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Abstract #1357

Intrinsic functional connectivity of spinal cord can be used to differentiate injured monkeys from normal using machine learning

Anirban Sengupta1, Arabinda Mishra1,2, Feng Wang1,2, Li Min Chen1,2,3, and John C Gore1,2,4,5,6
1Institute of Imaging Science, Vanderbilt University Medical Center, Nashville, TN, United States, 2Radiology and Radiological Sciences, Vanderbilt University Medical Center, Nashville, TN, United States, 3Psychology, Vanderbilt University Medical Center, Nashville, TN, United States, 4Physics and Astronomy, Vanderbilt University Medical Center, Nashville, TN, United States, 5Molecular Physiology and Biophysics, Vanderbilt University Medical Center, Nashville, TN, United States, 6Biomedical Engineering, Vanderbilt University Medical Center, Nashville, TN, United States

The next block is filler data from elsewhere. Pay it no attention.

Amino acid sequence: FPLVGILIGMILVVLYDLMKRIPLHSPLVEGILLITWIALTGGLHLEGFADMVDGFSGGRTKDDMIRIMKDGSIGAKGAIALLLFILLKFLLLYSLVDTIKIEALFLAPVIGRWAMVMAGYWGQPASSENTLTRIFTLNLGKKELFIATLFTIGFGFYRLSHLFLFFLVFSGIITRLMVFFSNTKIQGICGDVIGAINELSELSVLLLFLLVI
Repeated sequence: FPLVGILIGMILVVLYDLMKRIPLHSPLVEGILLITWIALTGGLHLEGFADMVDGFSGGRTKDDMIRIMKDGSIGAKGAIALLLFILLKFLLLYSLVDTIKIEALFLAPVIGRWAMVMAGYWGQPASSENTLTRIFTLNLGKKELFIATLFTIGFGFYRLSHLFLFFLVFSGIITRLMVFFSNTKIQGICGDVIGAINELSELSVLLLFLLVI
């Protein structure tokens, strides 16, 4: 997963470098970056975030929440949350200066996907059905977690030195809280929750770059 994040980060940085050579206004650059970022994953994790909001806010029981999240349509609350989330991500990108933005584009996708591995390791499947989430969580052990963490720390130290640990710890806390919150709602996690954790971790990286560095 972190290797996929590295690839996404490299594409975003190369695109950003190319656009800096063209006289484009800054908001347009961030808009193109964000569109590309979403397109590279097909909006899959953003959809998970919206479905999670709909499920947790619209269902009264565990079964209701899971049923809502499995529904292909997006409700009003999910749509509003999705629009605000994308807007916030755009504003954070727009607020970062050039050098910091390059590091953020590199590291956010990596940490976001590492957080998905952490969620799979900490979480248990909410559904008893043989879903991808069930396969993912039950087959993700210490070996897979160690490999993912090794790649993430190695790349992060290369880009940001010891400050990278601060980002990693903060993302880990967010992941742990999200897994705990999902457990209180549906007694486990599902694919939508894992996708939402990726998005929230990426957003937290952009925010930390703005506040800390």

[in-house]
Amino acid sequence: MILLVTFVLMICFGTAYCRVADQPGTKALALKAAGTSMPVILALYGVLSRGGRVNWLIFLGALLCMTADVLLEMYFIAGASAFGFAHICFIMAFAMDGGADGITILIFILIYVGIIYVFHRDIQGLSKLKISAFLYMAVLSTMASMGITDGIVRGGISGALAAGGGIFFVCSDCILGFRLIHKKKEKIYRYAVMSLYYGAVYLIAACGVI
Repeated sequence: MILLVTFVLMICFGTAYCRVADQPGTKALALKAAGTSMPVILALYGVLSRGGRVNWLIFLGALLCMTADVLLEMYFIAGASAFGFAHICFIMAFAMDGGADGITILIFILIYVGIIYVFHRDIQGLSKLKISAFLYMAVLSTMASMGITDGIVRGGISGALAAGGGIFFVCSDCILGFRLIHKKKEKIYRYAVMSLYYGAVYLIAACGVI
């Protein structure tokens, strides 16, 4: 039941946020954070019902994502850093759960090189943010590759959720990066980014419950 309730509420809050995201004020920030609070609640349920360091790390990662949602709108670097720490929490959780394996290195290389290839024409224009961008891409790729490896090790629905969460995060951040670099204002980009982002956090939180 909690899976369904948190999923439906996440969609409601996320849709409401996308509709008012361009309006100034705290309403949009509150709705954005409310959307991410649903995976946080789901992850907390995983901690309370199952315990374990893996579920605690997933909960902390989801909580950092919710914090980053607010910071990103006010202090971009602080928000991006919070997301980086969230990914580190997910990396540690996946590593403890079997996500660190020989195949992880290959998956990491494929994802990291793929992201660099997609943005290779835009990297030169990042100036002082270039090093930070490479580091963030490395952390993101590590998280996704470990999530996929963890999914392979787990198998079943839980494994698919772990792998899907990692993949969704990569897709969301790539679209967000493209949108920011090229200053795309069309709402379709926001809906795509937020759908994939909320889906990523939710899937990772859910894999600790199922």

The objective of this study was to investigate the presence of robust intrinsic networks inside the spinal cord of squirrel monkey and whether connectivity measures of these networks can detect injury in spinal cord. We used Independent Component Analysis of resting state fMRI data to obtain dorsal and ventral networks within the gray-matter of spinal cord. Within Horn Connectivity and Between Horn Connectivity measures were calculated based on the time course of Independent Components. A Support-Vector-Machine classifier could differentiate a spinal cord injured monkey from a control monkey using these connectivity measures with a low classification error of 6.67 %.

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